What are all these hypnotherapy professional registers?

September 30, 2018

If you are searching for a hypnotherapist you will come across a confusing array of qualifications and professional registrations.  Why is this?  Well, the answer is simple. Although many of our healthcare professions, such as doctors, dentists and social workers are regulated by Government, many professions are not, and hypnotherapy is one of those.

 

Other professions that are regulated by Government include Practitioner Psychologists, such as Clinical Psychologists and Counselling Psychologists, Psychiatrists and Art Therapists.

This means that these are protected titles which can only legally be used by those with the approved level of training and experience and the correct registration.

 

Below is a chart (apologies for it being quite small) that shows the  division of regulated and non-regulated.  On the left hand side are those professions regulated and overseen by the Professional Standards Authority, a Government department.

 

 

 

 

 

On the right hand side are professions that have elected for voluntary self regulation.  That basically means that us professionals regulate ourselves mainly through specialist registers we belong to that provide not just membership benefits but also a code of ethics and professional conduct which we sign up to.  Let's be clear though, on this side of the chart, breaching a code of ethics is not like breaking the law, and being thrown off the register is not the end of the world for a practitioner.  Codes of ethics only apply to members, not to everyone.

 

A few years back the Government decided that although these professions on the right hand side did not require regulation by law, it would be a good idea to put in place some registration scheme - to register the voluntary registers if you like.  They set out stringent guidelines and set up a scheme inviting voluntary registers to join the scheme to be overseen by the Professional Standards Authority as well.

 

Most of the well run voluntary registers with good memberships have joined - so the big counselling and psychotherapy organisations such as BACP, UKCP, NCS and BABCP are all members of the scheme.  The approval process is complex and is renewed on a regular basis.  The decision to allow an organisation to join the scheme rests with the Professional Standards Authority and their decision is final.  This approval also involves an agreement that if a member of one register is struck off that register, then other registers under the scheme will not sign him to their register.   In this way, the scheme provides a safeguard to the public that members have a certain level of training, experience, knowledge and professional code of ethics that makes them safe and appropriate to work with.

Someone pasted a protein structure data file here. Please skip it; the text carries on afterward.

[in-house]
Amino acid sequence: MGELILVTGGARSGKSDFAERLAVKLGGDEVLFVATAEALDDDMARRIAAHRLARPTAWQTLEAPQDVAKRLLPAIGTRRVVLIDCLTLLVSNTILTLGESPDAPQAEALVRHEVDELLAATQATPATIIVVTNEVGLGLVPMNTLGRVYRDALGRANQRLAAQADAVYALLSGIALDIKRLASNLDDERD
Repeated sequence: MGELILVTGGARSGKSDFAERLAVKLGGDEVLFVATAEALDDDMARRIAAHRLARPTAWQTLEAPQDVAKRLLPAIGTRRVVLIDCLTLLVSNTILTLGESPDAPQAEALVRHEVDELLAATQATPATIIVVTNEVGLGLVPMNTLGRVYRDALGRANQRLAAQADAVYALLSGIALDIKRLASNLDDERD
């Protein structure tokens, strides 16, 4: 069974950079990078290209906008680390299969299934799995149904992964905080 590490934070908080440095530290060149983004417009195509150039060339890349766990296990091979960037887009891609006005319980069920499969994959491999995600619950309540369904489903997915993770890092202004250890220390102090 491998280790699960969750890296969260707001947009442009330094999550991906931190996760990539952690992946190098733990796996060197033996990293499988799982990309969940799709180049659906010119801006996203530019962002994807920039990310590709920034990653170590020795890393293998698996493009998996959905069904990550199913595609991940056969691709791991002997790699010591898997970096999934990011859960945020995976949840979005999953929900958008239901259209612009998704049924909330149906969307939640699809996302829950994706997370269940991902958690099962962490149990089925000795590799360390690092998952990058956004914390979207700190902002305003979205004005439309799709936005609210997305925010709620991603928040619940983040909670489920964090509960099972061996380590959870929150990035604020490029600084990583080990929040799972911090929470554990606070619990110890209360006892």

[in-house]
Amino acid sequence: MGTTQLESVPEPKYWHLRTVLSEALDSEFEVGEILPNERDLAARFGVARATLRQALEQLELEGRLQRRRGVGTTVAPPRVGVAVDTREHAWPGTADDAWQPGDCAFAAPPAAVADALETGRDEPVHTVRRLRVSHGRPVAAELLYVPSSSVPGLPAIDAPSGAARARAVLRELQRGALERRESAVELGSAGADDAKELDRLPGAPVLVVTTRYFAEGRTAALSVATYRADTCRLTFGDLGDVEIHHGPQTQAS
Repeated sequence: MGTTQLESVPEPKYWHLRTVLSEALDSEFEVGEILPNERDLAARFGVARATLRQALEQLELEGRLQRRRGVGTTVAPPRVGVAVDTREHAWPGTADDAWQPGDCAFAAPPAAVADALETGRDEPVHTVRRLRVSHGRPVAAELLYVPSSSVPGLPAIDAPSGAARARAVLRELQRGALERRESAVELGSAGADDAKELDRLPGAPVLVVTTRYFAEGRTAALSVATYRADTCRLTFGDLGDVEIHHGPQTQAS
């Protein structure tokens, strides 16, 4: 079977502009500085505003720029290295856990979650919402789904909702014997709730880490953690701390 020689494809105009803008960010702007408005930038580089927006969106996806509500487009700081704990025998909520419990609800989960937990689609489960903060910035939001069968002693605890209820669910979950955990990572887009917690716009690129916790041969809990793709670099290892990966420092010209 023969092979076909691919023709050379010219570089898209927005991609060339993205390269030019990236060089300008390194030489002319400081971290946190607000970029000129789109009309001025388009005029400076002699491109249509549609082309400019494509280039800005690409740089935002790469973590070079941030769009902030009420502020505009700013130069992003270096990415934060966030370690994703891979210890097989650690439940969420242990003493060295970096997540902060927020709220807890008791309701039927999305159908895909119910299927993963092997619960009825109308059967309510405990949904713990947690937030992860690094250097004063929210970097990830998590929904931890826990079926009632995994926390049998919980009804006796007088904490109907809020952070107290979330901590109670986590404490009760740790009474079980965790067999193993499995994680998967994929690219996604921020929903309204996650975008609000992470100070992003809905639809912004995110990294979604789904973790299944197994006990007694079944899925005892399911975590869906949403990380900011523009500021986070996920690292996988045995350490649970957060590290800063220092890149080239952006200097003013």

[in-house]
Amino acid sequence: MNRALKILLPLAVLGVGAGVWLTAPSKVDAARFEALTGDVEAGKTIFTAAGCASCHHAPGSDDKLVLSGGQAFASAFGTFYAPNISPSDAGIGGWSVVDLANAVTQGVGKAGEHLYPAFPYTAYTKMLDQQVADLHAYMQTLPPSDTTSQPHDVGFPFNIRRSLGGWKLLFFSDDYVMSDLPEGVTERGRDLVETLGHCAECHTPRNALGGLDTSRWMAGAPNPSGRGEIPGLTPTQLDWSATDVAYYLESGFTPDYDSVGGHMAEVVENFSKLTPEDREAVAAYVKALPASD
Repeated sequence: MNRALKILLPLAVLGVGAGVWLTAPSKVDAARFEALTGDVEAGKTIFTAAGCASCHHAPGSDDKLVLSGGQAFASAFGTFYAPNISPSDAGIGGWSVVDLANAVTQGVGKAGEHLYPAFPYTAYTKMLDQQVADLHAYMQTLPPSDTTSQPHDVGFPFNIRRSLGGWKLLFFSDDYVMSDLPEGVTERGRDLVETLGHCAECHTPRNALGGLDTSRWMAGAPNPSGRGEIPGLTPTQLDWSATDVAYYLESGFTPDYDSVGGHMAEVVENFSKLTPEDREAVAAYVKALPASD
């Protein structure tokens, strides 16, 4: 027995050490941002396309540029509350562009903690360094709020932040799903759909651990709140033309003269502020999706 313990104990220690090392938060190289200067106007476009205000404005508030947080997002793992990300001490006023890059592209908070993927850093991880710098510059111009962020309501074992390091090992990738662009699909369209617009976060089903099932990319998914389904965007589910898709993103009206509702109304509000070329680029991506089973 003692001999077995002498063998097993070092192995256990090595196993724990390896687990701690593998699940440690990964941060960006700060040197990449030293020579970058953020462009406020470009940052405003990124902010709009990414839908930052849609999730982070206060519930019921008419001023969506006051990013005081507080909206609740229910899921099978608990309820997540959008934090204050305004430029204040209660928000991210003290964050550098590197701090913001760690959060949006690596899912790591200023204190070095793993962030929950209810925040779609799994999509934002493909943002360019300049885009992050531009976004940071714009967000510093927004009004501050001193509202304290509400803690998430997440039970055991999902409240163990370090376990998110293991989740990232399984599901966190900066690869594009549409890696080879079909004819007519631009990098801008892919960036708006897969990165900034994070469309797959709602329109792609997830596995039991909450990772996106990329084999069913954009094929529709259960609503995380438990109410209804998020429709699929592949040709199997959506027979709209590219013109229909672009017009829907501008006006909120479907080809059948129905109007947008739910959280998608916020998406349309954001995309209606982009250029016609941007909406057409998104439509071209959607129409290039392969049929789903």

Its been a popular scheme with practitioners.  I am a member of UKCP, who require Masters-level training in psychotherapy or hypno-psychotherapy, minimum hours of practice, ongoing supervision and personal therapy.  Members are audited every few years to ensure that we continue to meet the requirements of the register in terms of continuing professional development and supervised practice.  I am also a Fellow Registrant of the National Hypnotherapy Society (HS), which interestingly is the only Hypnotherapy register that has joined the scheme.

 

For whatever reason, the large hypnotherapy organisations such as National Council for Hypnotherapy (NCH), General Hypnotherapy Register (GHR) and General Hypnotherapy Standards Council (GHSC) have not applied, or have not been accepted onto the scheme,  even though their membership numbers are very high.  Instead, they suggest that their members can separately join the Complementary and Natural Healthcare Council (CNHC), which is on the scheme.  If members decide not to do this, then they do not have the same degree of regulation of practice as the Professional Standards Authority demands.  This might mean that members do not have to be in regular supervision, and may have a lower standard of required training, for example.  If members do elect to join the CNHC, they are overseen by a code of ethics and professional standards of a voluntary register which practitioners across fields as diverse as aromatherapy, Bowen therapy, craniosacral therapy, healing, reflexology, reiki and yoga therapy have signed up to.

 

The HS views hypnotherapy as a talking therapy, as does the UKCP.  As such they don't support the view that hypnotherapy a complementary therapy, but is more akin to psychotherapy and counselling.  Additionally it is worth noting that the British Society of Clinical and Academic Hypnosis (BSCAH) is only open to healthcare professionals that are mainly already government regulated such as doctors, psychiatrists and clinical psychologists, and hence those members would already be regulated by law.

 

I hope this helps you to decide when you are looking for a therapist.  Voluntary self regulation essentially means that anyone can call ourselves a hypnotherapist, regardless of level of training, and regardless of approach we use.  The scheme overseen by the Professional Standards Authority goes some way to change that, but they can only oversee those registers, and hence those members, who have elected to join it, and who have been accepted.

 

You can find more information about this on these websites:

 

www.professionalstandards.org.uk

www.psychotherapy.org.uk

www.nationalhypnotherapysociety.org

www.cnhc.org.uk

www.bscah.com

 

 

 

 

 

 

 

  

 

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